We seek to offer a thorough education—more thorough than you can find in almost any classroom school. But Sonlight aims to create within students a genuine inquisitive spirit and love for learning more than to teach them a specific set of facts that their peers may or may not learn in another curriculum or school environment.

With Sonlight, you set the stage for your students to continue learning even after they have completed their formal education. Your students will pick up, later, any information they may have missed during their school years. Why?

Because they will want to learn. We've heard over and over that Sonlight gives kids an unquenchable love of learning.

Far better, we believe, to lack a few facts, love to learn, and grow for the rest of your life than to have "all the right information" and hate the learning process when you graduate.

6. They would rather not address false, foolish or questionable ideas.

(link to this reason)

Parents who object to Sonlight Curriculum on this ground may

  1. believe it is wrong to mention or teach about beliefs or practices that are different from their own;
  2. want to begin introducing these ideas much later than families who love Sonlight tend to;
  3. lack the time or confidence to process difficult or controversial ideas with their children.

Parents who fall into one of these categories often feel uncomfortable with Sonlight's commitment to present all sides of a case.

If the thoughts I've just expressed create a fearful lump in your chest, however, let me note that your children will run into these ideas and practices some day.

Since that is the case, consider with me: What better place is there for your children first to encounter and learn how to address false beliefs, foolish ideas or questionable arguments… than in the supportive environment of your home—with your help?

We believe that you, the parent, should introduce your children to the difficult subjects, carefully instruct them about why certain positions are false, foolish or questionable, and then teach them how to respond to people you (and they) may view as opponents—in gracious strength and humility.

We designed Sonlight Instructor's Guides to help you do all these things. You don't have to wade into difficult material alone—you just need the courage to put your toes in and talk with your kids.

7. They can't invest lots of time participating in school with their children.

(link to this reason)

With Sonlight, your children will do a fair amount of work on their own. Math and Handwriting, for example, require independent work. But in Sonlight's areas of unique strength—History and Literature—the program will not work if parents hand it to their elementary or middle school children to do on their own.

With Sonlight, you will even be involved in the high school years, though to a lesser extent. Your high schoolers will take initiative; but after they've done their work, they will get the most from the curriculum if you engage them in discussions about what they've studied and what they're thinking as a result.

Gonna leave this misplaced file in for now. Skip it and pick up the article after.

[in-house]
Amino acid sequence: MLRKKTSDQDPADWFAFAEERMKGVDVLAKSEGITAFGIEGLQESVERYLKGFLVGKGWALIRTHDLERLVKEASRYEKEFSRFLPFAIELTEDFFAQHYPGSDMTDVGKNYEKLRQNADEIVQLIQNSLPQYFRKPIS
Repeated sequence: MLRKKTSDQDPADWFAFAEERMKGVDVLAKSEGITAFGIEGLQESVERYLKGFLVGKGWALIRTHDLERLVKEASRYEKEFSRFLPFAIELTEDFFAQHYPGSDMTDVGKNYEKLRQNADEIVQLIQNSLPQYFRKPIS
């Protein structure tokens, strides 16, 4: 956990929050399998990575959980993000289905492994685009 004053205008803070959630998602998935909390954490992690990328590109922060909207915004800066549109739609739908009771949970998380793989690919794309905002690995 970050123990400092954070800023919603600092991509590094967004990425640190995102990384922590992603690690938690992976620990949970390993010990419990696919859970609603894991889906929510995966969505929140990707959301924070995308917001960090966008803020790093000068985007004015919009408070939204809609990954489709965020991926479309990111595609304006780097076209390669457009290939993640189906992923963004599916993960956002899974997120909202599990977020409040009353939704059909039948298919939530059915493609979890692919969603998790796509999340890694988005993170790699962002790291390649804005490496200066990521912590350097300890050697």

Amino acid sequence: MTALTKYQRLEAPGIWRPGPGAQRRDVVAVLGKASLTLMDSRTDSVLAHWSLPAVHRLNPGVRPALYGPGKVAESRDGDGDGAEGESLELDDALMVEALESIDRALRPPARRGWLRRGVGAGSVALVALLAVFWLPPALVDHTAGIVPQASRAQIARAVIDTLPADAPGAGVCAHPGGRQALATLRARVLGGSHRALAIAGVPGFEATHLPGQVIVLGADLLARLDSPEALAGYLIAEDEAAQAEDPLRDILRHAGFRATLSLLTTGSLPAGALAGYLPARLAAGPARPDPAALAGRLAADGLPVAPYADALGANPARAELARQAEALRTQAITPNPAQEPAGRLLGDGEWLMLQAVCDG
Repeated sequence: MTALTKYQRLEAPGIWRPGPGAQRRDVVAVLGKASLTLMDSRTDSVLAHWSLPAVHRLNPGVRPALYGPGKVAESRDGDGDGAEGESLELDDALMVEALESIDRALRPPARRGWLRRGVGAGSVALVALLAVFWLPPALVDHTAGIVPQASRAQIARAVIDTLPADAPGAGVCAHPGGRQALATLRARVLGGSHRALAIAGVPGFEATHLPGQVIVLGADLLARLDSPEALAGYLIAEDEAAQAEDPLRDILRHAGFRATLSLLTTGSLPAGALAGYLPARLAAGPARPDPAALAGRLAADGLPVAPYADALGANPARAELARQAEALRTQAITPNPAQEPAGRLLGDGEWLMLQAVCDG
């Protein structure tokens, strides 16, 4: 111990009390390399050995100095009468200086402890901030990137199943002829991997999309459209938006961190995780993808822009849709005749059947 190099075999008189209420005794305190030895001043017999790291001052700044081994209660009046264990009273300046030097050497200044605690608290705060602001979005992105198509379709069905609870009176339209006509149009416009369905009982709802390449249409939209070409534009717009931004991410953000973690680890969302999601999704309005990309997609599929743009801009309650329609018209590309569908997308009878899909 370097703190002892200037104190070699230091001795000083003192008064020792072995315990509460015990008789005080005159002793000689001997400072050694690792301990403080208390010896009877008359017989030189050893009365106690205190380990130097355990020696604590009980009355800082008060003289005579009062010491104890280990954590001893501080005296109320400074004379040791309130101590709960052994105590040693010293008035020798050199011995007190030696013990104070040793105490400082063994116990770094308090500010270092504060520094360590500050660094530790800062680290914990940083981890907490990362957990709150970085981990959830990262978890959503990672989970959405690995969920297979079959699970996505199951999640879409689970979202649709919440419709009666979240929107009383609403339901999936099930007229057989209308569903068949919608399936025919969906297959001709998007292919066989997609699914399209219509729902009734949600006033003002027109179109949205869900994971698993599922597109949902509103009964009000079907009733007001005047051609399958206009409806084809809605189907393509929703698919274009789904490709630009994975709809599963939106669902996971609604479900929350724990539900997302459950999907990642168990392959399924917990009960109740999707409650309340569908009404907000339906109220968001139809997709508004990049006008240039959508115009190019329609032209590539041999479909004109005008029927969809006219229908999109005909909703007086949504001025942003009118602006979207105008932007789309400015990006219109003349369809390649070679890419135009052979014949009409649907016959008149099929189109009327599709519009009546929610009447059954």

The complete curriculum, including History and Literature, Language Arts, Science and Math, requires the kind of parental time commitments mentioned at the start of each year's program description (about 1.5-2 hours a day in the early years, 2-3 hours in the middle years and 1-2.5 hours for older students).


Because it is Sonlight's purpose to equip you to pass on your values, your dreams, your worldview. And as the Bible says, you should talk with your children about these things "when you sit in your house, when you walk by the way, when you lie down, and when you rise up" (Deuteronomy 6:7, 11:19). In other words--at least if we are to believe what the Bible seems to teach, here—you must invest a significant amount of time and talk with your children. And Sonlight equips you to make the most of that time.

First, we've done the lesson preparation for you so you can invest almost all of your homeschooling time in direct, face-to-face interaction with your children, reading and talking about things that matter.

Second, we provide a wide range of thought-provoking experiences for you to share with your children. But how do you ensure you talk about worthwhile things? In our opinion (borne out in practice): By enjoying a broad range of thought-provoking experiences and opportunities to identify with and discuss believable characters in literature and history. These are exactly the kinds of experiences customers tell us they get when they read the books Sonlight provides.

Your steadying hand and thoughtful input as you read and discuss helps bind you to your children and them to you. As a result, they gain confidence in you and turn to you more readily for insight and guidance. You find yourself serving as trusted confidant—a privileged role that most parents would love to fulfill.

8. They want most school years to focus on U.S. history and culture.

(link to this reason)

In a standard American history/social studies curriculum, students begin with study of "my community," then move outward to "my state," "my country" and so on. They devote 10 of 12 years—over 80% of their homeschool time—to study of the history and culture of a nation that has existed for less than 10% of recorded history and encompasses fewer than 5% of all the people in the world!